Submitted by U.S. Fleet Forces Command.
On Sept. 28, the U.S. Navy released the final Environmental Impact Statement analyzing Growler operations at the Naval Air Station Whidbey Island. It contains updated information since the release of the draft EIS in November 2016 and identifies “alternative 2A” as the preferred plan in the document.
Alternative 2A was announced as the Navy’s preferred alternative last June. The announcement was made to provide the public with the most updated information on the Navy’s current position with respect to the proposed action. No decision has yet been made. The ultimate decision about force structure and Field Carrier Landing Practice distribution will be made by the U.S. Secretary of the Navy or his representative and announced no earlier than 30 days following the public release of the final EIS.
Alternative 2A would establish two new expeditionary squadrons and add two aircraft to each squadron that operates off aircraft carriers. This alternative would add 36 aircraft home-based at NAS Whidbey Island, increase the airfield operations at both Ault Field and Outlying Landing Field Coupeville, and change the distribution of FCLP between the two airfields. This preferred alternative would provide the best, most realistic training for Navy pilots and take into consideration the noise impacts to all surrounding communities.
Ault Field would support 88,000 total airfield operations, which represents an increase of 9,800 annual operations over the current conditions. OLF Coupeville would support 24,100 annual operations, which represents an increase of 17,590 operations per year. While there would be an increase in operations at both airfields under this alternative, Ault Field would still support four times the number of total aircraft operations when compared to OLF Coupeville. An airfield operation is defined as either a takeoff or landing; therefore, an FCLP pass counts as two operations. For context, in recent years OLF Coupeville has been used about 90 hours per year, or about 1 percent of the time. The Navy is proposing an increase in operations at OLF Coupeville to about 360 hours per year, or about 4 percent of the time.
The preferred alternative would place the majority of FCLP operations at OLF Coupeville because OLF Coupeville provides more realistic training for Navy aviators. OLF Coupeville has been continuously used for FCLP since the late 1960s. OLF Coupeville’s pattern best replicates the CVN pattern. OLF Coupeville sits on a 200-foot ridge surrounded by flat terrain, similar to the aircraft carrier operating on the water. The low cultural lighting around Coupeville and the ability to completely darken the field also closely resembles at-sea conditions from the pilots’ perspective.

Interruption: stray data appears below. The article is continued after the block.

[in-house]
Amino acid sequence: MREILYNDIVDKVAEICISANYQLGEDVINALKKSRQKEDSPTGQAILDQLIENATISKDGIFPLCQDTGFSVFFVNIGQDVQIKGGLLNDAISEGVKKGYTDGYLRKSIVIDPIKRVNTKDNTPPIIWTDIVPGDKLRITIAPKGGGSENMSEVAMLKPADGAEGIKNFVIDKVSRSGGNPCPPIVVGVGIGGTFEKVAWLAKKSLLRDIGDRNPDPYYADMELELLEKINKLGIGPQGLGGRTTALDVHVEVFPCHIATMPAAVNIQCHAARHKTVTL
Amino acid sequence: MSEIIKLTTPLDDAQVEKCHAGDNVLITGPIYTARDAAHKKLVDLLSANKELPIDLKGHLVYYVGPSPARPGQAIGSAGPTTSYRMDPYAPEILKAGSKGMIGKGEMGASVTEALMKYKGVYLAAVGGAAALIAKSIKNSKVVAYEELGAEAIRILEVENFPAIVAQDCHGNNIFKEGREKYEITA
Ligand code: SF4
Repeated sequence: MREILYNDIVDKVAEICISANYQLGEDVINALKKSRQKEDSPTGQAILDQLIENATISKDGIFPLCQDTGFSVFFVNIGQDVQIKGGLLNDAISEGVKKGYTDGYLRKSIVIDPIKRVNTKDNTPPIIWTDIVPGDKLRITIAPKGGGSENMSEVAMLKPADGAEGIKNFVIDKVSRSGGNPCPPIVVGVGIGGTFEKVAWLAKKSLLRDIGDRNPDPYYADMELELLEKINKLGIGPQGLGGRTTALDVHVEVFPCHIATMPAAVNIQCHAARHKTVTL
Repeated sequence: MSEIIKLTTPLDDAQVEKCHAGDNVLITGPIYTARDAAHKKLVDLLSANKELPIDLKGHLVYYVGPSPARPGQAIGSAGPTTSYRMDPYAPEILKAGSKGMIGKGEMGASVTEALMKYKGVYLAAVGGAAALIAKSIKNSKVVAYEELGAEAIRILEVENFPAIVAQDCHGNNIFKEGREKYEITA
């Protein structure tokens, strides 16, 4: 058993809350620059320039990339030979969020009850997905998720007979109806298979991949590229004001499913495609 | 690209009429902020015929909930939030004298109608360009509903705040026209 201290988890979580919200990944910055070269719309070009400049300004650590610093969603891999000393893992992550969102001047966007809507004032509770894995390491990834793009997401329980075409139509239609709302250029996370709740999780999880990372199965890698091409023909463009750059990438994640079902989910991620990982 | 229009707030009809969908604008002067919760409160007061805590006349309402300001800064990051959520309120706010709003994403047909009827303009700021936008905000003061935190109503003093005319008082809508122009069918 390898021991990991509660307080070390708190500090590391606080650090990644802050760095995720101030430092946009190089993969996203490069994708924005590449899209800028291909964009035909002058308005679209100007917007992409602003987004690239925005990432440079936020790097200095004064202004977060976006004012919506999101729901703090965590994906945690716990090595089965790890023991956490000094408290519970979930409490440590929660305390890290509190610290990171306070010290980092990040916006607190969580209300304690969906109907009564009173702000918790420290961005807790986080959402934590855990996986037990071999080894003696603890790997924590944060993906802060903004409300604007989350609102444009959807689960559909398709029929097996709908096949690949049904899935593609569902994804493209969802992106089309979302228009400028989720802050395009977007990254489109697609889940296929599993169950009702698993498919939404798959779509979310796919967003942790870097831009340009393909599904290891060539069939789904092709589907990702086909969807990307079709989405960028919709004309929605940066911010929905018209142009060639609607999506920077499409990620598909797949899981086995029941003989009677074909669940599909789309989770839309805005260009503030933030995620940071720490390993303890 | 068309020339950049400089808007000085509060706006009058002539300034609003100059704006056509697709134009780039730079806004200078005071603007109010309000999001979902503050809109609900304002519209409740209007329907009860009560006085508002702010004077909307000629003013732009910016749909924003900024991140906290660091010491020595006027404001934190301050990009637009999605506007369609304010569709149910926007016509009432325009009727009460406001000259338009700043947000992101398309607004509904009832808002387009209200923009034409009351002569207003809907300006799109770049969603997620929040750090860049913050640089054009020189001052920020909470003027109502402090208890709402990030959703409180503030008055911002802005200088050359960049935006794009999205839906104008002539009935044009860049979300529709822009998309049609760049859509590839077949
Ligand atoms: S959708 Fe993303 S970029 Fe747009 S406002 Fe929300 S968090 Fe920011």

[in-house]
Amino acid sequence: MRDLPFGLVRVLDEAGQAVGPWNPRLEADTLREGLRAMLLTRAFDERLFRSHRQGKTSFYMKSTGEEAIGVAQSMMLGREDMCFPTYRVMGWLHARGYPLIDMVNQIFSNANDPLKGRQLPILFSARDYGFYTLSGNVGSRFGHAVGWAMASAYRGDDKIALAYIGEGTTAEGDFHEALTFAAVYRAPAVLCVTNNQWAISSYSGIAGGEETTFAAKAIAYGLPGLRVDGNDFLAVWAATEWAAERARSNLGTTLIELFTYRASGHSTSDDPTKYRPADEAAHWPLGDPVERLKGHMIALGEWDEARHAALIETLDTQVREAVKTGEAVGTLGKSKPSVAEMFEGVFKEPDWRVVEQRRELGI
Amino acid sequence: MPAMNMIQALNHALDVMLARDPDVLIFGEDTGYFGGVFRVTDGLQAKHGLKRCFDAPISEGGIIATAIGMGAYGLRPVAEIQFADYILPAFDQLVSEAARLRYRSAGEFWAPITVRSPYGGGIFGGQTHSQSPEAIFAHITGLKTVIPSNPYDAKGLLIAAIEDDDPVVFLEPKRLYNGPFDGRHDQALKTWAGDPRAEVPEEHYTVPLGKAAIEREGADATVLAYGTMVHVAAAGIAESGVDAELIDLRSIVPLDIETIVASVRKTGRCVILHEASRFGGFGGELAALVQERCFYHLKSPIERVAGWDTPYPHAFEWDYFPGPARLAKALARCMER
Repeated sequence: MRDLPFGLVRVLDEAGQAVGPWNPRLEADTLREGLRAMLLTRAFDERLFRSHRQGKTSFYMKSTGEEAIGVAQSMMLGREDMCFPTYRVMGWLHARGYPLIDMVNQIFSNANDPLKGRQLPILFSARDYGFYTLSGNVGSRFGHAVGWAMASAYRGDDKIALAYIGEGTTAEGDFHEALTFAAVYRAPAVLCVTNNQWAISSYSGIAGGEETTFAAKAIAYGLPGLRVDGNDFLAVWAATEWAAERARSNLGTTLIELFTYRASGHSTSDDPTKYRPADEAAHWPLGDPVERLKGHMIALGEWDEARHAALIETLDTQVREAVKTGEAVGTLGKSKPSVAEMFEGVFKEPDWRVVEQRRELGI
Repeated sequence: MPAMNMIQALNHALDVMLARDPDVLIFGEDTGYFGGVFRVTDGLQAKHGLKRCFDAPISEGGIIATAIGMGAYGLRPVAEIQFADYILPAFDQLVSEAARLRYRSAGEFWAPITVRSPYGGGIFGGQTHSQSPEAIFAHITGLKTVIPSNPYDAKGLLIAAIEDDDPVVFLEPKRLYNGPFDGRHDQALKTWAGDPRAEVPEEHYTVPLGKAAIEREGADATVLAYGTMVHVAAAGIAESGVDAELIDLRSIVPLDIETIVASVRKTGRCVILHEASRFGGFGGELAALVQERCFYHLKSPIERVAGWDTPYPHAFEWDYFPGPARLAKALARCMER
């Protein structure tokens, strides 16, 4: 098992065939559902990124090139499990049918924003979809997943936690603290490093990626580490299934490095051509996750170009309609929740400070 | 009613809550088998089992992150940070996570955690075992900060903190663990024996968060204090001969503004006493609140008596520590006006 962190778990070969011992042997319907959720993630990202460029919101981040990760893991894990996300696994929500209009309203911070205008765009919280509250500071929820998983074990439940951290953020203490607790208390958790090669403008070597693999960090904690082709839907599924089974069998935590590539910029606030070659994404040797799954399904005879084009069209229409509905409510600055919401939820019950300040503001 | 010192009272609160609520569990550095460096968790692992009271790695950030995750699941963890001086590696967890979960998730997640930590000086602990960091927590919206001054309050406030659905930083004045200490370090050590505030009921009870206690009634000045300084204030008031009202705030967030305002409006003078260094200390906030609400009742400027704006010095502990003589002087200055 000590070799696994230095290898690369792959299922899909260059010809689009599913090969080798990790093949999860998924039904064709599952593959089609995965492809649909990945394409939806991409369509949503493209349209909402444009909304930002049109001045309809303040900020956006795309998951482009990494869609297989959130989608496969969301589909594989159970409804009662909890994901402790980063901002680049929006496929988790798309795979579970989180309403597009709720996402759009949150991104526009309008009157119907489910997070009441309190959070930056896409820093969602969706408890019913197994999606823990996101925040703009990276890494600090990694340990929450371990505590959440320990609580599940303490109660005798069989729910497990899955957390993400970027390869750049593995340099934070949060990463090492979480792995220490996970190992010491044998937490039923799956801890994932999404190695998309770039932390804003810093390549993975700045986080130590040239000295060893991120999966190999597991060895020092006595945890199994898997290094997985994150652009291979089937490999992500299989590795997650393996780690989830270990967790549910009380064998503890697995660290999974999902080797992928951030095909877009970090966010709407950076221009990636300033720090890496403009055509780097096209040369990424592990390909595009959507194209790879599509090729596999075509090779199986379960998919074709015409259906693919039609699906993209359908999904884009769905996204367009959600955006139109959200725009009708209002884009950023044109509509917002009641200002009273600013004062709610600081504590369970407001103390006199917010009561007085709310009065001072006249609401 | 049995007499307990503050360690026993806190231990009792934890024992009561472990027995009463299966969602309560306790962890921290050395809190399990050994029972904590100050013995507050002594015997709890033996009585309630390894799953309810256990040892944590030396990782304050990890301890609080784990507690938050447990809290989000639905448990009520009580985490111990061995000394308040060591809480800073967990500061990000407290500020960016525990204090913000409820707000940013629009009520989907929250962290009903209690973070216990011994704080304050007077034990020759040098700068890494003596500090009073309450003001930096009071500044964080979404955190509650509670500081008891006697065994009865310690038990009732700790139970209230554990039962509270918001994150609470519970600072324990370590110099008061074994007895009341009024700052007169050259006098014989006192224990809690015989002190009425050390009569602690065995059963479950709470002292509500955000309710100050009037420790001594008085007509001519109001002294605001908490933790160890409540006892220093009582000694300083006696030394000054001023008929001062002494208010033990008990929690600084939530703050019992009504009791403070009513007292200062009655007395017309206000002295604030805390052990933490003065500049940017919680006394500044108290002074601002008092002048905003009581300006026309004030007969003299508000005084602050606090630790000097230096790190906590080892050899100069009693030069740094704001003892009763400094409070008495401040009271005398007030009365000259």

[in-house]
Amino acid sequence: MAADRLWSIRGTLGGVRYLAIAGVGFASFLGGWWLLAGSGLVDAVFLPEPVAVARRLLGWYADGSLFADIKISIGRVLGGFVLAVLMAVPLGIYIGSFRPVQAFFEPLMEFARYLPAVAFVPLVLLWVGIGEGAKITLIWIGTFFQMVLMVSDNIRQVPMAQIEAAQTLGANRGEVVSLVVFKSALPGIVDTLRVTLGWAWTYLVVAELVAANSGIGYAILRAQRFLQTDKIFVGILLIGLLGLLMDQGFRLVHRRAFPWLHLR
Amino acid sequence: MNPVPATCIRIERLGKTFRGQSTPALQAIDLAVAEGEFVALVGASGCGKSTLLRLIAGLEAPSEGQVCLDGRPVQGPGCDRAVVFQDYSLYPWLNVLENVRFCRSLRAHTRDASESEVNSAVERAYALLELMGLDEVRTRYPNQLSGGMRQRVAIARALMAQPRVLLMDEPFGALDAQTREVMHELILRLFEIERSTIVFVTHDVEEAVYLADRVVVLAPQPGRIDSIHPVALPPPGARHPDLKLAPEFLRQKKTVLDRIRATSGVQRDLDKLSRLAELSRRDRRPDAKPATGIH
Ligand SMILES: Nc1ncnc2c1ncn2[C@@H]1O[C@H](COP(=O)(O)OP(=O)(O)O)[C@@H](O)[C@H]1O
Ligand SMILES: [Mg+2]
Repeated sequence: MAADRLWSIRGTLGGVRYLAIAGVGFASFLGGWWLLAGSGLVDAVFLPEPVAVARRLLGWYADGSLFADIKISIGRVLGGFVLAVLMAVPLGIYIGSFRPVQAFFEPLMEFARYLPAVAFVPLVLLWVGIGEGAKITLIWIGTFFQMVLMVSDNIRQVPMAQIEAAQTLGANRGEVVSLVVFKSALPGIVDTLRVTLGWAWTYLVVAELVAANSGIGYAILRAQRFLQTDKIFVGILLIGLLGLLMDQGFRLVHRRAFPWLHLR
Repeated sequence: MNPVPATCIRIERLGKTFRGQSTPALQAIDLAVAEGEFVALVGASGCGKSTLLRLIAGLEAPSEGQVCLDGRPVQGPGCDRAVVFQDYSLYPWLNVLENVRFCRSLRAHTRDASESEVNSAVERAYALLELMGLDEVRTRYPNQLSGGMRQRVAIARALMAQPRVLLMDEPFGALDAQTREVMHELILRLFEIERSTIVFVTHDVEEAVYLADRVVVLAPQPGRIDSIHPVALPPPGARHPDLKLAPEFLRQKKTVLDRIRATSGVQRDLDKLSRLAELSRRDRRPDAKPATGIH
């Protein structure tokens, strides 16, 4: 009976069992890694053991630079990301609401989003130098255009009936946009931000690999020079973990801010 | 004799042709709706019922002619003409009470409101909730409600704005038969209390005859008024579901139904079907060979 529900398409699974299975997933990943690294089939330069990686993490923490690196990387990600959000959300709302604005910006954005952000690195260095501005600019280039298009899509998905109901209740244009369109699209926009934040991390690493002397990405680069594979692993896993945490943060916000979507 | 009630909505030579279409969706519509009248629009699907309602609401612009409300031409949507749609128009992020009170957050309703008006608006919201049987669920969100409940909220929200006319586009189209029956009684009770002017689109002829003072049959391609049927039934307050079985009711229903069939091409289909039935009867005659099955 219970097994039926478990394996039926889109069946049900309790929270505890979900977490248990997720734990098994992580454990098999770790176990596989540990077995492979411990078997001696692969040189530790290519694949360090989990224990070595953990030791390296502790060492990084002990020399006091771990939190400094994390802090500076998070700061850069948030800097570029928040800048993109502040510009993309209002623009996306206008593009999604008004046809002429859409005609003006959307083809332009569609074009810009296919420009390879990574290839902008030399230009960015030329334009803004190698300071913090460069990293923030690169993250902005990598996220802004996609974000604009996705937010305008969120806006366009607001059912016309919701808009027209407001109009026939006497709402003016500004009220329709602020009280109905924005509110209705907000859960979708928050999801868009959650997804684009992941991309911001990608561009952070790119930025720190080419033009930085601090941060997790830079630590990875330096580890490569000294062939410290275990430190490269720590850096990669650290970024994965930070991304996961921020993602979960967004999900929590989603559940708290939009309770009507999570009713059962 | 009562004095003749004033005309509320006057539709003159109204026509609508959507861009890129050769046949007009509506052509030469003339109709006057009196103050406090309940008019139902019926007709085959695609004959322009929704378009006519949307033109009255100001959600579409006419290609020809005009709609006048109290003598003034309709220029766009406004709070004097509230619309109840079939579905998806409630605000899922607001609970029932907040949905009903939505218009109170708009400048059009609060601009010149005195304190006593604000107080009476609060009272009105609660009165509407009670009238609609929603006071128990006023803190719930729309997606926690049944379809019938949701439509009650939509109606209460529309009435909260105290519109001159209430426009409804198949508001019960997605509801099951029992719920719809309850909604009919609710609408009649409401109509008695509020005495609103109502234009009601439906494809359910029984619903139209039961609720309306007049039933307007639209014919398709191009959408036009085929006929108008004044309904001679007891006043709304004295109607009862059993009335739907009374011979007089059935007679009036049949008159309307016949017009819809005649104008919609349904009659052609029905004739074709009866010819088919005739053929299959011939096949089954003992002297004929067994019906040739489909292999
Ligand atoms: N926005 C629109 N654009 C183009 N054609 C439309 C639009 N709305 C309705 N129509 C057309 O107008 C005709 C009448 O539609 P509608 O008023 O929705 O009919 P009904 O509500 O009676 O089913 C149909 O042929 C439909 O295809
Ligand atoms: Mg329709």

Before the introduction of the P-3 Orion to NAS Whidbey Island, Ault Field primarily supported only carrier-based aircraft. Today, Ault Field is a busy, multi-purpose airfield supporting both the tactical electronic attack mission and the maritime patrol mission. By 2021, the number of P-8 Poseidon aircraft supporting the maritime patrol mission will double. The redistribution of FCLP operations under the plan’s alternative 2A would optimize the use of both airfields to support the electronic attack and maritime patrol missions while considering the impacts on the surrounding communities.
Unlike OLF Coupeville, Ault Field sits in a valley surrounded by higher terrain, limiting pattern options and providing a visual picture unlike conditions at sea. The City of Oak Harbor and Ault Field both have artificial lighting and visual cues not experienced by pilots at sea. FCLP at Ault Field often disrupts departures and arrivals of other aircraft not participating in FCLP; this disruption results in extended flight tracks and longer hours of operation, which in turn affects more residents living in the community.
The Navy announced a delay in the release of the final EIS in September 2017 to analyze new information, specifically, a planned reduction in the number of pilots per squadron and the successful testing of Precision Landing Mode, formerly known as “Magic Carpet.”
The reduction in pilots per squadron and the implementation of PLM will result in a 30-percent reduction in the FCLP requirement from that analyzed in the draft EIS. This has a beneficial effect of reducing the overall environmental impacts. The final EIS has been updated with a new noise analysis that reflects the reduction in airfield operations as well as a corresponding reduction in personnel and family members.
Public input was an important factor in the preparation of the final EIS. The Navy considered 4,335 public comments received on the draft EIS. The final EIS has been updated with new and clarifying information to improve the accuracy and thoroughness of the analysis. To assist the public in their review of the document, the final EIS includes an expanded table of contents plus a reader’s guide to locate information. Section 1.12 responds to eight third-party reports submitted as public comments. Section 2.4 includes an expanded discussion regarding public suggestions for basing aircraft and training pilots.
The final EIS includes an expanded discussion of noise mitigations and summarizes this information in a new Appendix H for easy reference. Also, a new Appendix M provides Navy’s responses to public comment themes received on the draft EIS.
The final EIS is at www.whidbeyeis.com. The public may review hard copies of the final EIS at local libraries, including those on San Juan, Orcas and Lopez.